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Louise Joskowitz*
Born: Lusia Stopnicka
April 14, 1925
Kraków, Poland
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The hunger was terrible. People can’t even imagine how hunger can gnaw at you. How you can get hungry and all that you can do is think about hunger. That’s all you do is think day and night about a dry piece of bread.”

Louise Joskowitz remembered a pleasant life in Kraków, Poland with her parents and her brother Sol Stopnicki. “Everything was nice until September 1, 1939,” she said. “But when Germany invaded Poland, everything started going upside down and changing.” As soon as Poland fell to Germany, Jews were singled out for abuse. Beaten and brutalized, they were constantly hungry as food grew scarce. Louise’s family woke before dawn to join the long lines for food and necessary supplies.

In March 1941, Louise and her family were confined to the Kraków ghetto. Initially, they felt safe because as a scrap metal dealer Louise’s father was “useful” to the Germans. He often learned, through connections, when the Jews were scheduled to be rounded up and shipped from the ghetto. At those times the family hid in an attic. “We could look out from the little window and see all those SS men and trucks, and they were beating people, pushing them. . . . and they were taking them away,” recalled Louise. In March 1943, the Germans liquidated the Kraków Ghetto. Louise’s family was sent to the labor camp of Płaszów where the sadistic commandant, Amnon Göth, tortured and murdered captives at his whim.

In the summer of 1944, Louise’s mother was sent to Auschwitz and the following year her father was sent away. She never saw them again. As the pace of deportations began to pick up, Louise was put on a hot and crowded cattle car and taken from Płaszów to Auschwitz where she was selected for hard labor. She relied on her instinct to survive. “You had to know when to hide and try to take care of yourself because nobody else would,” she said. From Auschwitz Louise was sent to a factory near Dresden, where she was forced to make ammunition for the German war effort. Starving, she grew weaker by the day. Only the sounds of Allied bombs falling nearby gave her hope. In April 1945, as Russian troops approached, Louise and the other emaciated inmates were loaded onto cattle cars and taken to Theresienstadt, a ghetto and transit camp in Czechoslovakia.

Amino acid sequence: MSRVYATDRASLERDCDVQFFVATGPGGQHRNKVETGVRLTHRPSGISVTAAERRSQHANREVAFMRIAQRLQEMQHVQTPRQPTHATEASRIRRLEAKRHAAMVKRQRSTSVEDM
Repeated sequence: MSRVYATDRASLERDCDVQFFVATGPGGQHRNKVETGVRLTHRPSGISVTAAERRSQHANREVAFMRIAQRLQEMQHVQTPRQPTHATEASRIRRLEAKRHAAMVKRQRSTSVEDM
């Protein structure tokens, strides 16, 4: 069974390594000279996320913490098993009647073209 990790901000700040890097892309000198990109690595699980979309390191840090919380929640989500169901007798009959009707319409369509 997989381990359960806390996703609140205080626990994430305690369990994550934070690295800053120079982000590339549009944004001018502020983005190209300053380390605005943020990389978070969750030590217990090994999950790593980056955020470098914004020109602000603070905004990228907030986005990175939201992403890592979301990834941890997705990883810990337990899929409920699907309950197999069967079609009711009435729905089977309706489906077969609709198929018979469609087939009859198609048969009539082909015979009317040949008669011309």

After the Allies liberated Theresienstadt in May 1945, Louise was overjoyed to discover that her brother Sol had also survived. Decimated by typhus, he weighed only 95 pounds. Louise nursed him back to health and they headed for a displaced persons camp in Landsberg, Germany. There, Louise met her future husband, Rubin Joskowitz, who had survived Dachau and Gross Rosen before he was liberated from a death march. Everyone else in his family had been murdered. Rubin and Louise married in 1947 and their daughter Pepi was born in 1949. Later that year the family came to Houston where Rubin worked for Brochstein’s Inc., a manufacturer of cabinets and interior fixtures. He and Louise also opened and operated several grocery stores. Louise and Rubin had a second daughter, Genia, and two grandsons, Joshua Brownstein and Aaron Joskowitz.

Parents:
Jacob Stopnicki, d. Mauthausen, 1944
Pesla Bucheister Stopnicki, d. Auschwitz, 1944

Siblings:
Sol Stopnicki, survived

Name
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